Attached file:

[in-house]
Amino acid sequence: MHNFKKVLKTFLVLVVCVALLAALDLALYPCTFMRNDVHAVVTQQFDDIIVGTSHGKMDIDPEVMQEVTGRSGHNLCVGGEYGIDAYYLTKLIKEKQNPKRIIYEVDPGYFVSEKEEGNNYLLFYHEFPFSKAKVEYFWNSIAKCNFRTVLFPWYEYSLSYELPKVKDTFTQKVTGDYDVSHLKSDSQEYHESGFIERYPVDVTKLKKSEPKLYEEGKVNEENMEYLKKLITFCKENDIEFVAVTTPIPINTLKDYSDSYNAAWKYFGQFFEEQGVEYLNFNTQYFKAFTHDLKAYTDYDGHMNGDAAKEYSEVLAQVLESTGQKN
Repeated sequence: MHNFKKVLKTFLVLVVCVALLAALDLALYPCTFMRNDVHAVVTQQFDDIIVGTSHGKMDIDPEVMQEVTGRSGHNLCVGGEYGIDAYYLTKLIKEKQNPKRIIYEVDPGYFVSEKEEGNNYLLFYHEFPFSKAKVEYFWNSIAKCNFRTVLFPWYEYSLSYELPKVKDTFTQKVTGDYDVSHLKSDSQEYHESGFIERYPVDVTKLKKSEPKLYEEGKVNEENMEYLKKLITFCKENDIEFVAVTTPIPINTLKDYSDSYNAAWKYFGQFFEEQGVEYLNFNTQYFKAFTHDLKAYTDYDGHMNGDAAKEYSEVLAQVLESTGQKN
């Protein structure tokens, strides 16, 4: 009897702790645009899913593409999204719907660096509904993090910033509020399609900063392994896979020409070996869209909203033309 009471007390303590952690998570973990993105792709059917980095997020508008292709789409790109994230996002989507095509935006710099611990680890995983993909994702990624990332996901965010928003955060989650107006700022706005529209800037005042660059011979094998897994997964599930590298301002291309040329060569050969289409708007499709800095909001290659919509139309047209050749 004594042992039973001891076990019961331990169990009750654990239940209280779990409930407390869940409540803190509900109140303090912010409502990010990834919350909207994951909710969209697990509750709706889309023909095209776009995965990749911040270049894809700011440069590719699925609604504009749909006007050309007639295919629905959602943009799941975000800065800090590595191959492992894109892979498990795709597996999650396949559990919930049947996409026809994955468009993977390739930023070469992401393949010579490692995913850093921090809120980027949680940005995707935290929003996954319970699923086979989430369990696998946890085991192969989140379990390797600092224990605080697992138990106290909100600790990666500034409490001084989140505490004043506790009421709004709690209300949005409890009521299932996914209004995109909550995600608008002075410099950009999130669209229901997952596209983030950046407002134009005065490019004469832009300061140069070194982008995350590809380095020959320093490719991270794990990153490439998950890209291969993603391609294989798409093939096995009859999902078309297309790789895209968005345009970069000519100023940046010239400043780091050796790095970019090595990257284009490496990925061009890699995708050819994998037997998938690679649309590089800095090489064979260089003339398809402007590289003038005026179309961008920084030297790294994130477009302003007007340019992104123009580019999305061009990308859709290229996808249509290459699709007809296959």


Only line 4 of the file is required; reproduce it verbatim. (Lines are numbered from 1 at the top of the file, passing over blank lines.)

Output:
């Protein structure tokens, strides 16, 4: 009897702790645009899913593409999204719907660096509904993090910033509020399609900063392994896979020409070996869209909203033309 009471007390303590952690998570973990993105792709059917980095997020508008292709789409790109994230996002989507095509935006710099611990680890995983993909994702990624990332996901965010928003955060989650107006700022706005529209800037005042660059011979094998897994997964599930590298301002291309040329060569050969289409708007499709800095909001290659919509139309047209050749 004594042992039973001891076990019961331990169990009750654990239940209280779990409930407390869940409540803190509900109140303090912010409502990010990834919350909207994951909710969209697990509750709706889309023909095209776009995965990749911040270049894809700011440069590719699925609604504009749909006007050309007639295919629905959602943009799941975000800065800090590595191959492992894109892979498990795709597996999650396949559990919930049947996409026809994955468009993977390739930023070469992401393949010579490692995913850093921090809120980027949680940005995707935290929003996954319970699923086979989430369990696998946890085991192969989140379990390797600092224990605080697992138990106290909100600790990666500034409490001084989140505490004043506790009421709004709690209300949005409890009521299932996914209004995109909550995600608008002075410099950009999130669209229901997952596209983030950046407002134009005065490019004469832009300061140069070194982008995350590809380095020959320093490719991270794990990153490439998950890209291969993603391609294989798409093939096995009859999902078309297309790789895209968005345009970069000519100023940046010239400043780091050796790095970019090595990257284009490496990925061009890699995708050819994998037997998938690679649309590089800095090489064979260089003339398809402007590289003038005026179309961008920084030297790294994130477009302003007007340019992104123009580019999305061009990308859709290229996808249509290459699709007809296959």